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Our Watch releases new guidelines for reporting on violence against women

Our Watch has released new guidelines to support Victorian journalists reporting on violence against women and their children.

The guidelines, called ‘how to report on violence against women and their children’ provide practical tips for Victorian reporters, editors and news directors on how best to present information in stories where violence is gendered.

The guidelines also aim to provide specific support in situations where violence is perpetrated against women who identify as Aboriginal and Torres Strait Islander, older women, migrant and refugee women, women living with a disability and women who identify as LGBTIQ+.

The guidelines are designed to support Victorian reporters

Our Watch ambassador Tarang Chawla experienced the impact of harmful reporting when his sister, Nikita, was murdered.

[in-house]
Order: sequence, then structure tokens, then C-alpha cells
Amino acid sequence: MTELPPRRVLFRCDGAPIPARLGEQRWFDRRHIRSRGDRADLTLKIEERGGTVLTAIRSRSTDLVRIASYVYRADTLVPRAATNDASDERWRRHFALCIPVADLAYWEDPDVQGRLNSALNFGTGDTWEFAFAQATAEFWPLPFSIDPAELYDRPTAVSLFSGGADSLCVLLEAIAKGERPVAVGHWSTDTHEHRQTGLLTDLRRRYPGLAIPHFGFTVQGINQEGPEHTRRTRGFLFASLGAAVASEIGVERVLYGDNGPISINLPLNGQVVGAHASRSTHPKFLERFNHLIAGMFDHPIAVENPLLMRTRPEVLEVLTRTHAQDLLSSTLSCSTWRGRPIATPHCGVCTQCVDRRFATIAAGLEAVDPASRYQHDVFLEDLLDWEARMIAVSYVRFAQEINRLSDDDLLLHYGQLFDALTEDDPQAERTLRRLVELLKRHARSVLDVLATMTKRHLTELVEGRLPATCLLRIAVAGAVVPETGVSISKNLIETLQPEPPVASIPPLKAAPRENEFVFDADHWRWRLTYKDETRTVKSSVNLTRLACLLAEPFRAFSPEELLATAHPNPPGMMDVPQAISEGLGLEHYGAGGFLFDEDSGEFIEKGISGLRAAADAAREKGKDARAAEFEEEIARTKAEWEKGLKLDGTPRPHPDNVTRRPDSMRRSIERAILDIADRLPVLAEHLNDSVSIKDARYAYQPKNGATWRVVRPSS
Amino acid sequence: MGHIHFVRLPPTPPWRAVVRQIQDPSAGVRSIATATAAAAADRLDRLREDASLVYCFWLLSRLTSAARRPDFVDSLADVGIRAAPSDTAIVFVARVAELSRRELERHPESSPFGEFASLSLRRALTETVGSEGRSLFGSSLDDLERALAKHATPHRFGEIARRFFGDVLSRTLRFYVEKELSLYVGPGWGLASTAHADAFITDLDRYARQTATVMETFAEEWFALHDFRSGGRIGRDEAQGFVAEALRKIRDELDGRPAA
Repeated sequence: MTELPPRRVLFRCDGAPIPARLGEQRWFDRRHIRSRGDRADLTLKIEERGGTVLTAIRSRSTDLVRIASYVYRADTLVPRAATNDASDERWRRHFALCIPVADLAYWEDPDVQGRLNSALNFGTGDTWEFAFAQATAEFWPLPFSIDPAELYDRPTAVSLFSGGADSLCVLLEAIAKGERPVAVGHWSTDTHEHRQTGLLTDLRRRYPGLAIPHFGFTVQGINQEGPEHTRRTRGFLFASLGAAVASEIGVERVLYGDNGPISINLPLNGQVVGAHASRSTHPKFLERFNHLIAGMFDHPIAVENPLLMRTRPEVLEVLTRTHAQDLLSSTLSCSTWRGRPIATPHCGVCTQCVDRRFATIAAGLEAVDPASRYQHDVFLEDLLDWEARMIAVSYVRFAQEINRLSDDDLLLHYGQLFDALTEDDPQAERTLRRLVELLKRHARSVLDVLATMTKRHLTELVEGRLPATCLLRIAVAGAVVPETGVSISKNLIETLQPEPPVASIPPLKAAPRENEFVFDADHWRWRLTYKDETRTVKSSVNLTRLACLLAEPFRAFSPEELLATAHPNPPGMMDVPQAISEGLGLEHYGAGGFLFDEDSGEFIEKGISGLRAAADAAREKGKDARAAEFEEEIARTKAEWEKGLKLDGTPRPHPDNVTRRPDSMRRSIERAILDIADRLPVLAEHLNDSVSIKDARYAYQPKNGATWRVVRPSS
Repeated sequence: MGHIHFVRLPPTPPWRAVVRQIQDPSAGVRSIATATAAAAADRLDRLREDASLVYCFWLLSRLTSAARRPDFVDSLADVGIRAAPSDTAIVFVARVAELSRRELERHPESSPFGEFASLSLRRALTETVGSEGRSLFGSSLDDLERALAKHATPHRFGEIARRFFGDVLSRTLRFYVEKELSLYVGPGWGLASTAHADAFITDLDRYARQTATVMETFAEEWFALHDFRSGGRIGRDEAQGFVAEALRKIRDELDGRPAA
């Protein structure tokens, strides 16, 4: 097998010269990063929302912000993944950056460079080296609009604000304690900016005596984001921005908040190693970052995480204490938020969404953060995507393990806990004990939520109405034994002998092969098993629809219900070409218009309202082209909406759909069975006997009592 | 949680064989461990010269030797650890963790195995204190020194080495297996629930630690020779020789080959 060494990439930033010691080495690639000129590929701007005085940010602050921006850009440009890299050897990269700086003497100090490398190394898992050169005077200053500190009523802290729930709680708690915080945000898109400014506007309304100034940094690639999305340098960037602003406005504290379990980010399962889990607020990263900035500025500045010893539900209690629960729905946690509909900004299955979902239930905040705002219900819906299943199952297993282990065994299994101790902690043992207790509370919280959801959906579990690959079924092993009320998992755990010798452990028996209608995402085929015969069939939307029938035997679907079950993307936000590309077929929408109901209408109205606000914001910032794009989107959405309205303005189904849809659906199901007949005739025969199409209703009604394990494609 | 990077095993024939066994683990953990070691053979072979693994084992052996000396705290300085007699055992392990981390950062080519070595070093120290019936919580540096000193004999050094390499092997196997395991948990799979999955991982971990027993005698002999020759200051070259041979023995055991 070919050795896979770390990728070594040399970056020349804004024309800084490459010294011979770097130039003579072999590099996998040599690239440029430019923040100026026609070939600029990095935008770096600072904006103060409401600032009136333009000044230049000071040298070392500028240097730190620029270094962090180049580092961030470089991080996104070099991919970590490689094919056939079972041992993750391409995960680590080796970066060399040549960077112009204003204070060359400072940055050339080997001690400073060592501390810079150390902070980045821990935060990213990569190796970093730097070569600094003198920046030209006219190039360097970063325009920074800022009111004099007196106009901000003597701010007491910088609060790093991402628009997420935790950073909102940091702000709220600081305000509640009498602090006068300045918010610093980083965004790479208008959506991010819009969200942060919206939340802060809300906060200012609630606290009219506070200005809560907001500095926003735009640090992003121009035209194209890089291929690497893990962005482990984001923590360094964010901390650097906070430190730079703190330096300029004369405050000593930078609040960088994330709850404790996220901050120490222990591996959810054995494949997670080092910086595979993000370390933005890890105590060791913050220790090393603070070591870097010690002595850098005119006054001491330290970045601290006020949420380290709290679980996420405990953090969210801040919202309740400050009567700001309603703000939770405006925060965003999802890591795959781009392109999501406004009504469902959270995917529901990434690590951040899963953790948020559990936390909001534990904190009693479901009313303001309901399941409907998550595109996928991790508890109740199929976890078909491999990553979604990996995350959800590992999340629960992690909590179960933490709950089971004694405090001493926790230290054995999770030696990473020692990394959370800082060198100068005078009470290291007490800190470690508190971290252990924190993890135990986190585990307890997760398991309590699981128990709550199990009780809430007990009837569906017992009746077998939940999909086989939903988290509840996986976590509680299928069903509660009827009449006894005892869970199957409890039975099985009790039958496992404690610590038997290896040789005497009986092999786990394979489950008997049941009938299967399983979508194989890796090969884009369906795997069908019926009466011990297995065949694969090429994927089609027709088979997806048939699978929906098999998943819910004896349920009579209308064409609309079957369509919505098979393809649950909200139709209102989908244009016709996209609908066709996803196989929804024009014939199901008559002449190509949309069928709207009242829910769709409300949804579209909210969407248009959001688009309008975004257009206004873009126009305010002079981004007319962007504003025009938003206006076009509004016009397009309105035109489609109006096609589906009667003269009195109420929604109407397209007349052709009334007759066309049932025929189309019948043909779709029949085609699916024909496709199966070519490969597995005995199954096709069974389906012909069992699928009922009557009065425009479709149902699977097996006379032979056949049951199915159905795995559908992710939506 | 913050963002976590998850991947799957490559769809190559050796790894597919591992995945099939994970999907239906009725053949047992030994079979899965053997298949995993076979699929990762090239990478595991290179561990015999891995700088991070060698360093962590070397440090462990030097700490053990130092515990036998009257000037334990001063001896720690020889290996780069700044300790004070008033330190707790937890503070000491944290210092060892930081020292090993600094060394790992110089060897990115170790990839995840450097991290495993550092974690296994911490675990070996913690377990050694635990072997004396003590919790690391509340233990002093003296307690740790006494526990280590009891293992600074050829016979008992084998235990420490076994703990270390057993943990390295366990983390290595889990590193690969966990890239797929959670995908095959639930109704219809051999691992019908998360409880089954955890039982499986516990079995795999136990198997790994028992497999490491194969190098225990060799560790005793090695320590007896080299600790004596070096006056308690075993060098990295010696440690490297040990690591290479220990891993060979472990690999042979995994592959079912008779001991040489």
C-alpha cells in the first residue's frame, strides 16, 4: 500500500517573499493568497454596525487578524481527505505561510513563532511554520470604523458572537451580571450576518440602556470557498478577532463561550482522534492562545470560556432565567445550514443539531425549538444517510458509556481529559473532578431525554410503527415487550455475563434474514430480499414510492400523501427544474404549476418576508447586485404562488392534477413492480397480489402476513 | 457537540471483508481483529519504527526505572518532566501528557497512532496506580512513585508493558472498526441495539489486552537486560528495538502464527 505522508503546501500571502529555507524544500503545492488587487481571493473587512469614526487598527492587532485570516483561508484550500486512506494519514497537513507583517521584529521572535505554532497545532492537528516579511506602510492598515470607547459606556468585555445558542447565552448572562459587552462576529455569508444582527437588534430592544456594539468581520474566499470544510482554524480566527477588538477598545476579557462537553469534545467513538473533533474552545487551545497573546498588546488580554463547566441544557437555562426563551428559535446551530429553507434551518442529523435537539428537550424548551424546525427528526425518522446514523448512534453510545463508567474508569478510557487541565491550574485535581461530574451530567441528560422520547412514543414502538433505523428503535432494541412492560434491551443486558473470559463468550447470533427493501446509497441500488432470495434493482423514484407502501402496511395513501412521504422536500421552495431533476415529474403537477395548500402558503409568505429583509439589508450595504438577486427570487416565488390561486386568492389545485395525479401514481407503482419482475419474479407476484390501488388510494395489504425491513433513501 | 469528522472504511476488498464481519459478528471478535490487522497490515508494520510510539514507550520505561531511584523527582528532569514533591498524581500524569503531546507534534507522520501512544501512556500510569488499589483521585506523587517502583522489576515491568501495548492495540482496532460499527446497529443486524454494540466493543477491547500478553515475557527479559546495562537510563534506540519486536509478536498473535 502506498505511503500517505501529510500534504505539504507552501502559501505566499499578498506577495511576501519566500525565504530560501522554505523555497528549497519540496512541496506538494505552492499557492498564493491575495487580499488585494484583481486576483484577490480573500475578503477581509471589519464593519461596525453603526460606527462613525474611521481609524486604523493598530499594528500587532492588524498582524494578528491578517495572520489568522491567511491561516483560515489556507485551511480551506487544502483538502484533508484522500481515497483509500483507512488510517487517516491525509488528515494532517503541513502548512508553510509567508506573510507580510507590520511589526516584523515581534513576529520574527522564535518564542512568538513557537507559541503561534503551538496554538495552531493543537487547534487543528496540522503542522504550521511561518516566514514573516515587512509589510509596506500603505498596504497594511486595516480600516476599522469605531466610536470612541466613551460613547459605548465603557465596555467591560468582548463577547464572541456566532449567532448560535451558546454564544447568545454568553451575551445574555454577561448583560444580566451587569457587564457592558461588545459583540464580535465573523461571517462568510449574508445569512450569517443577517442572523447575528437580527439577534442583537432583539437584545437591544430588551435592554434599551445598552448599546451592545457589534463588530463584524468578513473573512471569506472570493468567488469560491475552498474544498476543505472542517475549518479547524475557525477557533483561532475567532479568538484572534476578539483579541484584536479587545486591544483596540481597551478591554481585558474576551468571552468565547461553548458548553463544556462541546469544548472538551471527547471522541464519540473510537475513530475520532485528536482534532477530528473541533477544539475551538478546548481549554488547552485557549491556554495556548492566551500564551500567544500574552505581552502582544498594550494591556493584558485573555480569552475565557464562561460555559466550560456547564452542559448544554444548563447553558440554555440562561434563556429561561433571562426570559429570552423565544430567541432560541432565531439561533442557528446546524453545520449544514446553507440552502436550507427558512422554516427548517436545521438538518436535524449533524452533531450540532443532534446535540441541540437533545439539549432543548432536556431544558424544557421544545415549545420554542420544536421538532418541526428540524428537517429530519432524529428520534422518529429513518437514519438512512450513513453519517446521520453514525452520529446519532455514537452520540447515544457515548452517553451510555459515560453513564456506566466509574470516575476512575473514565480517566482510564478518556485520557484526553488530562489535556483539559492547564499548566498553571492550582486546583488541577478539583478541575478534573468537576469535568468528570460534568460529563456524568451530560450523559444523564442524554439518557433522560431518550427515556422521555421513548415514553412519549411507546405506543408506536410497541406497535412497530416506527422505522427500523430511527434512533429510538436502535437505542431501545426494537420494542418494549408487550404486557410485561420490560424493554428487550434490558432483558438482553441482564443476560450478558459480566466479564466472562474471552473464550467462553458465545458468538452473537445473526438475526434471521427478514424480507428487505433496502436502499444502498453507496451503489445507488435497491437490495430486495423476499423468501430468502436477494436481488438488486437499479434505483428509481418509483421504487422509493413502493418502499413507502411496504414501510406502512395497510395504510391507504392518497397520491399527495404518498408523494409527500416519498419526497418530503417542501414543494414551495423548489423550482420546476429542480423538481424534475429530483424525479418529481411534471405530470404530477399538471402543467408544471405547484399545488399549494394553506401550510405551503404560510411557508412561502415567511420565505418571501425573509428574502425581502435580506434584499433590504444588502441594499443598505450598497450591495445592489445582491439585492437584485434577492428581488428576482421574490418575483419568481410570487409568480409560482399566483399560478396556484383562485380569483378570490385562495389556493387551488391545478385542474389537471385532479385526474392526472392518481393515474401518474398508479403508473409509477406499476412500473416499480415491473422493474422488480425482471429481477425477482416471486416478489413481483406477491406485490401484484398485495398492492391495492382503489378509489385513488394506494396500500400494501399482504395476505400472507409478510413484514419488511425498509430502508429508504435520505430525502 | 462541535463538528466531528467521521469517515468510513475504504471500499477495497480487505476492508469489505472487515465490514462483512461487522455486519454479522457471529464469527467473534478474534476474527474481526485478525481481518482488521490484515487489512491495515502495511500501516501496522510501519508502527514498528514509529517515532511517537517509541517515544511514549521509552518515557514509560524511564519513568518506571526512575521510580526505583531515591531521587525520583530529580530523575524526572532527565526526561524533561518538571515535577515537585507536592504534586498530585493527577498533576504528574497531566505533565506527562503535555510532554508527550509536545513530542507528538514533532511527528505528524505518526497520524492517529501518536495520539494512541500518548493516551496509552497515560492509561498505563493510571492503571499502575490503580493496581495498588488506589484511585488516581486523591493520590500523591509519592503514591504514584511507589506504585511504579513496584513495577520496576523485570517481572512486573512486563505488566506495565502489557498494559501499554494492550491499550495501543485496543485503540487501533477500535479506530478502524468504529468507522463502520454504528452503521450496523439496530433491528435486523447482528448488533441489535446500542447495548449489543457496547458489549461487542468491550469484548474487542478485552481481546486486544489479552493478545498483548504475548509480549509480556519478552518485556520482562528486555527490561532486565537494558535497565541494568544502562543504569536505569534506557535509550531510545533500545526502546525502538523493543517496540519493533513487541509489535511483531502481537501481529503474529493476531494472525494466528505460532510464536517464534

“When Niki was murdered, so much of the media reporting was about the colour of her skin, our cultural background, or in some way excusing the perpetrator’s responsibility for criminal action because of ‘culture’ or ‘honour killings’, when all it was was one man choosing to take the life of a woman,” Chawla said.

“When we read responsible media reporting, we understand the driving forces behind men’s violence against women and we understand the role everyone plays in tackling the sexist attitudes and damaging stereotypes that can lead to it.

“But when the media doesn’t do this, unfortunately our understanding in the community gets clouded and we try to look for other, less accurate reasons and ways to make sense of these crimes.”

The new guidelines were developed in close consultation with senior leaders in Victorian media circles and from Aboriginal communities, along with groups representing women facing more than one form of discrimination.

The guidelines are available in 15 languages and were developed with funding from the Victorian Department of Health and Human Services.

If you or someone you know is impacted by sexual assault, family or domestic violence, call 1800RESPECT on 1800 737 732 or visit www.1800RESPECT.org.au. In an emergency, call 000

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